You may not know it, but Sioux City's Municipal Band has a storied past. It began just after World War I, when a vet named Herman Koch determined that the brand new American Legion post in town would be strengthened if he started up a band for the war vet, some of whom, by the way, had never played in a band before.

Not only were that bunch successful in Sioux City, they became national American Legion band champions several times running, even made a trip to gay Paree' where they performed before a million spectators down a six-mile route that led them right through the Arc de Triumph. I'm not making this up. There's a big display case full of Sioux City Band memorabilia in the Woodbury County Courthouse. See if for yourself.

Back to Paris. When the band won first place right there amidst all that Paris regalia, they lined up one more time and played an encore, one of their favorites, “The Iowa Corn Song.” Seriously, they did. Isn't that just perfect?

I'll never be a native Iowan, having been born and reared in exile far away; but this time of year, when the goldfinch descend on us once again, I can't help but think of the Tall Corn State because Iowa is the Goldfinch Kingdom. They are--and they seem to know it--the Iowa State Bird.
Cocky?--no kidding. 


Right now, there are four just outside my window, one of them, a bully, hates others a good deal more than he loves sunflower seeds. If any of the others come anywhere close to the sock, he'll stop eating and fight 'em off.

A goldfinch makes more noise per square gram than anyone else out there it seems, except for a couple of species of wrens. Their song--seriously--is a shriek that can make windows think they're vulnerable. Still, it's beautiful--and I wouldn't miss it for the world. Anybody who sings that well can carry a little arrogance. And nobody flies like our goldfinch either. When they take off, they bob and weave into the horizon as if sewing earth and sky.

But honestly, they unruly and hot-headed. Their "do unto others" stops right at the end of their blessed little beaks. Charity? kindness? love? Forget it.

All that arrogance may well arise from their glorification in the tall corn state--I don't know. Then again, maybe it's simply because they rank among the backyard feeder's most darling--"oh, look, little balls of pure sunshine."

Well, yesterday they lost the beauty contest, however, when a sometimes visitor dropped by. This guy, an oriole, a Baltimore Oriole, sat here for a a couple minutes, just outside my window, so brilliantly orange he might well have been a cartoon. Here he is.





For a couple of fleeting minutes, Iowa lost to Baltimore, big time.


But I'm not sure the Iowa State Bird even noticed. If they did, it doesn't seem so this morning because right now, once again, they're back at their bitching. See?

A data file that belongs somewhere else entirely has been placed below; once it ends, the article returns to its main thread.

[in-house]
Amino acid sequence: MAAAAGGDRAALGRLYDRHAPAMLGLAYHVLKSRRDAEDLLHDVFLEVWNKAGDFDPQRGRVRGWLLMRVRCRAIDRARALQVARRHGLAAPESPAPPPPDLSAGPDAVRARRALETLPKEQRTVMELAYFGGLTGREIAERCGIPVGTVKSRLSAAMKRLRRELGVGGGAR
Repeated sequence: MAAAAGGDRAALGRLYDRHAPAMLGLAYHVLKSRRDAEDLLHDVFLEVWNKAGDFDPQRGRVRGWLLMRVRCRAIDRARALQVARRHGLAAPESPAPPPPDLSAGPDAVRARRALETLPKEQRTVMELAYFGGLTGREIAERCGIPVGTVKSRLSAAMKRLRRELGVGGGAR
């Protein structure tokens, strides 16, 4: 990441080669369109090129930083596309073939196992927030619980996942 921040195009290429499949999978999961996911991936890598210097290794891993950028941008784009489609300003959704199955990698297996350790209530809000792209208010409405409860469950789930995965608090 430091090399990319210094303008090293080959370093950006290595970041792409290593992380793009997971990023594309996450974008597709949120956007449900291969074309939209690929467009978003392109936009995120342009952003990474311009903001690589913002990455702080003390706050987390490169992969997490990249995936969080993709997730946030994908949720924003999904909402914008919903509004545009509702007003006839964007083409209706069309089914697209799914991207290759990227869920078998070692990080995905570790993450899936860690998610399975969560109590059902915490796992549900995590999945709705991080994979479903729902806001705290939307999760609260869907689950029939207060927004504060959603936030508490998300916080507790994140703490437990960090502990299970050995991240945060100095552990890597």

It would do them well, right now, to do a quick couple of verses of the "Iowa Corn Song." Maybe that'd sweeten 'em up.

This morning, once again, I'm thankful for the fine, feathered friends from the community outside my window. But they could be a little more neighborly.

Tuesday, May 08, 2018

Small Wonder(s)--What happened at Drum Creek



Caroline Fraser says that what Laura Ingalls Wilder wrote down about Kansas, long ago, says a great deal about her, despite the fact that the Kansas prairie was the very first home she knew, home to her very first memories. She wrote those memories down on "Big Chief" tablets and never intended them for publication, like so much else she put to writing. Just for the record, Caroline Fraser's Prairie Fires: The American Dreams of Laura Ingalls Wilder, just won the Pulitzer. It's a great read.

Laura remembered her father's quiet assurances to her family. He'd remind them there was nothing to worry about, even though, late into the night, the dancing and singing of the Osage people not far away created a sound she claimed seemed to her childish imagination worse than howling wolves. Neither did she forget that some noisy nights, Charles, her father, would be awake, his gun at his side.

The Osage weren't homeless, but they were refugees; and, in 1860s, when the Ingalls family arrived, they were very much strangers in a strange land. Their native land was Missouri and Arkansas, but when white folks swarmed in Arkansas and Missouri looked prime. So, like so many others, the Osage were moved farther west. In 1825, some Osage made camps in eastern Kansas, where, some years later, Charles Ingalls determined to live. 

The Osage were--and still are--a proud people, tall and fierce, a formidable bunch. But dislocation and disease wore them down. Already in the 1850s, when Kansas went to war with itself in the opening rounds of the Civil War, the Osage, time and again, found themselves victims of violence all around. As people say, the Osage had no dog in that hunt, the hunt to determine whether Kansas would be "slave or free."